Ackroyd’s Frankenstein

I read Peter Ackroyd’s The Casebook of Victor Frankenstein this last April. I’d been inspired to do so after reading an announcement that Timur Bekmambetov is planning to direct a film adaptation of the book. I’d heard of the book when it first came out but my interest in reading it had been tempered by my having read that Ackroyd mixes the story of Frankenstein with the biography of Shelly. Percy Shelley, not Mary Wollstonecraft Shelly. And, honestly, I don’t have a lot of interest in Percy Shelley. These days I get a lot of my reading from the library and the process of reserving a book on line is really simple so I went ahead and ordered. And once the book arrived I read. That’s probably obvious, right?

It reads like Ackroyd was a fan of (Mary) Shelley’s novel and who, being also a writer of biographies and a fan of Percy Shelley, decided to combine his interests. And write a logical, realistic novel than (Mary) Shelley did. Which he does. Ackroyd spends a lot of time with Frankenstein’s research into bringing life back to the dead. No longer is the Monster a stitched together giant. Now he’s a recently deceased fellow who had willed his body to science. Frankenstein is no longer the insufferable self-absorbed whiner. He no longer abandons the Monster – the Monster runs away. The Monster kills a couple of people and then feels bad about it. Maybe it’s all a dream or Frankenstein is insane.

Ackroyd even rehabilitates (Percy) Shelley by having the Monster kill his first wife instead of her killing herself after Shelley abandoned her as happened in real life.

I can’t say I didn’t enjoy the novel. I did. It is well written. Better written, certainly by today’s standards, than the Mary Shelley original. It has a plot where consequences follow actions, characters who are have some depth and nuance and the number of highly unlikely coincidences are kept to a minimum. I’m sure that it could be the basis for an entertaining movie.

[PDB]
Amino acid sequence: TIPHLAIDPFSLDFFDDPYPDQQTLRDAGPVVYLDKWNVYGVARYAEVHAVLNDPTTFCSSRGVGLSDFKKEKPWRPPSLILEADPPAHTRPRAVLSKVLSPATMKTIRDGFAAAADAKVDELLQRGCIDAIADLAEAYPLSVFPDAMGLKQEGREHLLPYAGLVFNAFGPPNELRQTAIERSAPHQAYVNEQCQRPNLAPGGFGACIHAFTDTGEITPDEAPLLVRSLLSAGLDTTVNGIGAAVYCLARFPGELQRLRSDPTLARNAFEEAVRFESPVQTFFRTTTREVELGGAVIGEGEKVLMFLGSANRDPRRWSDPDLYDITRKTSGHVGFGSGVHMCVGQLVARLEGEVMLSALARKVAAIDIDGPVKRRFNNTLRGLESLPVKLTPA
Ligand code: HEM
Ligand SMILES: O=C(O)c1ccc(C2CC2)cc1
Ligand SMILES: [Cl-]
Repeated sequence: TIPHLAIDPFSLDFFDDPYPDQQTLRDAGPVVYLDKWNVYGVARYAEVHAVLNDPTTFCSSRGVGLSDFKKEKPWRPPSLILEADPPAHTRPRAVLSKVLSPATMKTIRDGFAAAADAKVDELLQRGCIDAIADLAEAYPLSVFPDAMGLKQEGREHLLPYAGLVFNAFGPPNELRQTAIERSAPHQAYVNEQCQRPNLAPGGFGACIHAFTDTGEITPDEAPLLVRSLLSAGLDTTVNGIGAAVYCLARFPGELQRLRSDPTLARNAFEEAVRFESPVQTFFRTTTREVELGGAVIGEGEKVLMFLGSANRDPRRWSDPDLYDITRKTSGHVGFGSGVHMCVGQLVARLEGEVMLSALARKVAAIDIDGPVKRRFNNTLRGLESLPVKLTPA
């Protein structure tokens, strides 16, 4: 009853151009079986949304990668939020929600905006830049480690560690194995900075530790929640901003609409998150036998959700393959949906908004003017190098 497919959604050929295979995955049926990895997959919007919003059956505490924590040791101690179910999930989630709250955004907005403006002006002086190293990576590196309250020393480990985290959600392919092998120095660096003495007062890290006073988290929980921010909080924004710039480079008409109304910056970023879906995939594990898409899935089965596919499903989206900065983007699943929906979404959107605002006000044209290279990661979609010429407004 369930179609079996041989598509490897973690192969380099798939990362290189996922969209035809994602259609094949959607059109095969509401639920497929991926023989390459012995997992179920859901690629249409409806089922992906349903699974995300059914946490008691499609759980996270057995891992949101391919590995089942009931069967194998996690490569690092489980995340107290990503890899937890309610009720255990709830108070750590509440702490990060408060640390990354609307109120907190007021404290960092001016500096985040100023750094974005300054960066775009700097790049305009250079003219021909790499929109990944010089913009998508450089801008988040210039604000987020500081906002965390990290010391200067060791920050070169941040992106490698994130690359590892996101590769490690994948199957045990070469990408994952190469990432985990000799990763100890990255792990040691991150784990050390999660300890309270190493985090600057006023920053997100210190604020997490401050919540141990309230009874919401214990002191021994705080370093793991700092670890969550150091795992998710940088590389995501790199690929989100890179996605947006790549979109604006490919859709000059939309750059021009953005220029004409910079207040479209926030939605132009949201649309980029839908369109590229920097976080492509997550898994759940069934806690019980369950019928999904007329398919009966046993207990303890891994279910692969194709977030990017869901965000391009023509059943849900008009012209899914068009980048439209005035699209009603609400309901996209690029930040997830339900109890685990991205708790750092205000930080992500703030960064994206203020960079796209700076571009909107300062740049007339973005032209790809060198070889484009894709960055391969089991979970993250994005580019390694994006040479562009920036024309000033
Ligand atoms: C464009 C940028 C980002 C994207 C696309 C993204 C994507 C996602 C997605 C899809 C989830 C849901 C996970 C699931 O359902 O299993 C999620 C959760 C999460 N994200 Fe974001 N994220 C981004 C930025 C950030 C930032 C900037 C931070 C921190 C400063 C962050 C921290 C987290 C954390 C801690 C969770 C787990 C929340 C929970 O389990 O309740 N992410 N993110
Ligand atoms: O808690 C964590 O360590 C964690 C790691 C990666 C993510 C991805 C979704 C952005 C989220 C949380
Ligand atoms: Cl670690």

2 thoughts on “Ackroyd’s Frankenstein

  1. I recently re-read the original novel, and an entertaining thought occurred to me. Walton’s sister has all these letters in Britain. What if someone there got a hold of the letters and contacted the German government with intent to corroborate the story, digging up Frankenstein’s notes and apparatus along the way? What would this technology do to the time period, and what would it do to the political power of Germany and Britain? Think of it, men possessed of unnatural strength braving Africa and the Yukon, taming those lands a hundred years earlier; slaves killed and packed like corkwood to be revived on the other side of the sea, and the debate over property when governments start ruling that rights are only for the living, and becoming a corpse is an abandonment of those rights…

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